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Why no UN Security Council seat for India:Jim

Written by: Staff
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Washington, May 18 : Chairman of the House International Subcommittee on Asia and the Pacific Jim Leach has said the US Congress is very sympathetic to accord India a seat in the United Nations Security Council (UNSC).

''If the issue comes before the Congress, you will find it is very sympathetic to include India as a member of the UNSC and you would find minimum dissent, if any,'' he said.

At a hearing of the Subcommittee on ''The US and South Asia: An Expanding agenda'' here yesterday, he raised the issue of India's eligibility for the UN Security Council membership, expressing disappointment that this was not announced when a senior administrator visited India recently.

During the question-answer session that followed the testimony of Assistant Secretary of State for South and Central Asia Richard Boucher Jim Leach said India's membership would be very compatible with the interests of the United States.

He seemed surprised at the administration's indifference and said,''Giving India the membership seems to me to be a natural issue, something in the interest of India, something that would be very compatible with the interests of the United States. And yet our position, as I understand it, still is that we're unprepared to take a position at this time.'' ''I am stumped by our lack of preparation, frankly, and find it awkward and philosophically, logically and geostrategically incompatible with good judgment. Would you care to reference why that judgment of mind is out of sorts with the administration,'' Mr Leach said.

However, Mr Boucher replied saying, ''We have thought about this very carefully. The thinking about India takes place within a broader context, first of the UN reform, where we want to see many aspects of the United Nations reformed and the US priority is to see many of those things done first.'' We are going to take up the issue of Security Council reform at some point. There's not really any kind of consensus now. I think our judgment and the best way to approach this is not to have the United States take a position for particular countries in advance, but rather to maintain a certain flexibility as we go in,'' the state secretary added.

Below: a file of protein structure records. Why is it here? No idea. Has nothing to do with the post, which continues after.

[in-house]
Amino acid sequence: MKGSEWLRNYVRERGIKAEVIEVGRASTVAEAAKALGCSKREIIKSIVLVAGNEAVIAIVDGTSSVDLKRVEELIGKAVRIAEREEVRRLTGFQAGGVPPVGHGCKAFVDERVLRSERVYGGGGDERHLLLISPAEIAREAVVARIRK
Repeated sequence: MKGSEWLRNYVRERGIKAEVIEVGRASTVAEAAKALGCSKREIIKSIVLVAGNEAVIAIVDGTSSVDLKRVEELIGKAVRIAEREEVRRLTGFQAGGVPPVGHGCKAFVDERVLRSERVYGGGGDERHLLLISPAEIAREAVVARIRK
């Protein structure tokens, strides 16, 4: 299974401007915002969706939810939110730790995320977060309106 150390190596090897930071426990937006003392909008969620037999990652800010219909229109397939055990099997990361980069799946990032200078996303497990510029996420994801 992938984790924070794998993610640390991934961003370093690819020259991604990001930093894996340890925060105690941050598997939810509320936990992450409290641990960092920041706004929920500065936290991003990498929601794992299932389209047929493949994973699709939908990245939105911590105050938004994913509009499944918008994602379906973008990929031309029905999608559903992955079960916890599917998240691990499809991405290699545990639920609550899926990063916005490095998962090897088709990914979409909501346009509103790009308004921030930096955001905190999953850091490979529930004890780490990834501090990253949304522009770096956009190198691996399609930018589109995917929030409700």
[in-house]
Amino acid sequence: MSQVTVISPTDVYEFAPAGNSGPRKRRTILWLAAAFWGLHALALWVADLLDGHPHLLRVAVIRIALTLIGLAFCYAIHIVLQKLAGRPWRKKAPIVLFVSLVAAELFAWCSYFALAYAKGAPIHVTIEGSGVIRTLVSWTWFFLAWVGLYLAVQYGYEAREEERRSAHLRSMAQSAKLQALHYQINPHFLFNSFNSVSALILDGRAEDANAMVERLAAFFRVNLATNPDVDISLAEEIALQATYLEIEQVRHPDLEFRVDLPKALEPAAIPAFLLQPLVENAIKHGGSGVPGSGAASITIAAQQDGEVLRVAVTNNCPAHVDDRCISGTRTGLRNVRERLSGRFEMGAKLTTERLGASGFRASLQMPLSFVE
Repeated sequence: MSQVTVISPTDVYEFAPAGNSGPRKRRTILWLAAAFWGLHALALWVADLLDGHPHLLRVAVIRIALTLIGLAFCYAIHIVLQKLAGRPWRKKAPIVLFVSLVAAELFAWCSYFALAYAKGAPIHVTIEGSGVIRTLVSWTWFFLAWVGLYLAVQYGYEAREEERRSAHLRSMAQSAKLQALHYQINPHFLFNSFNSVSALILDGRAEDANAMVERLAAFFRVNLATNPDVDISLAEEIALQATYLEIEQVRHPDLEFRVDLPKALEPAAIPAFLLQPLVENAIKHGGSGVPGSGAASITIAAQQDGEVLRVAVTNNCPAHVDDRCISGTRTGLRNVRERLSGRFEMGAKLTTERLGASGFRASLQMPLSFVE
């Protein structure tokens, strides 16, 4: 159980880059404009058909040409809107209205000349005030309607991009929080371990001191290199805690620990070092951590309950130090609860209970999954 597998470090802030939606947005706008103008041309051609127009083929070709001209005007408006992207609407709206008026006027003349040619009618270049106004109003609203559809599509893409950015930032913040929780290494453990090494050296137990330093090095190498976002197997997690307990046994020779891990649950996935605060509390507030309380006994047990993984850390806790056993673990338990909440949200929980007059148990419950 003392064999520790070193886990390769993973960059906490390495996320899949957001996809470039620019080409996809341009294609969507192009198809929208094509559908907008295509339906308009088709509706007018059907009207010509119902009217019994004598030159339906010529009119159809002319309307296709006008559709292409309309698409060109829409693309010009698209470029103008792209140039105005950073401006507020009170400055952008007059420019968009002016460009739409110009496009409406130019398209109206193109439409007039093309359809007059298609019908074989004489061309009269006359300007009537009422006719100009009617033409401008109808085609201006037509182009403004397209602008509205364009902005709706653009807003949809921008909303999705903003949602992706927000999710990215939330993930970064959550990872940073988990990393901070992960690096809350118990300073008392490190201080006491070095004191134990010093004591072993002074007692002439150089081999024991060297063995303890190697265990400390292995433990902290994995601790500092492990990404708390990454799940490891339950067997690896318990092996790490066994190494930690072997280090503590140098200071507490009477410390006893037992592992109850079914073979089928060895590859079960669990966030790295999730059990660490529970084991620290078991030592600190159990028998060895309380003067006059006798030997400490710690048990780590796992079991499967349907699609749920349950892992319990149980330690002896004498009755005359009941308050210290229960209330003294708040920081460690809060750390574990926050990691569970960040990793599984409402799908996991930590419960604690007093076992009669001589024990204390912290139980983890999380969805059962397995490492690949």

He said the US recognises the need for the Security Council to reflect the realities of the present day.

''We have recognised that there are countries, like India, with whom we share significant values, significant approaches to foreign relations and where we have a rapidly expanding and important relationship. And those countries, particularly India, do play a very important role in the world, he said.

He said India's candidature is one that needs to be considered.

There are philosophical, logical and geostrategic reasons why to consider its membership on the council, he added.

UNI

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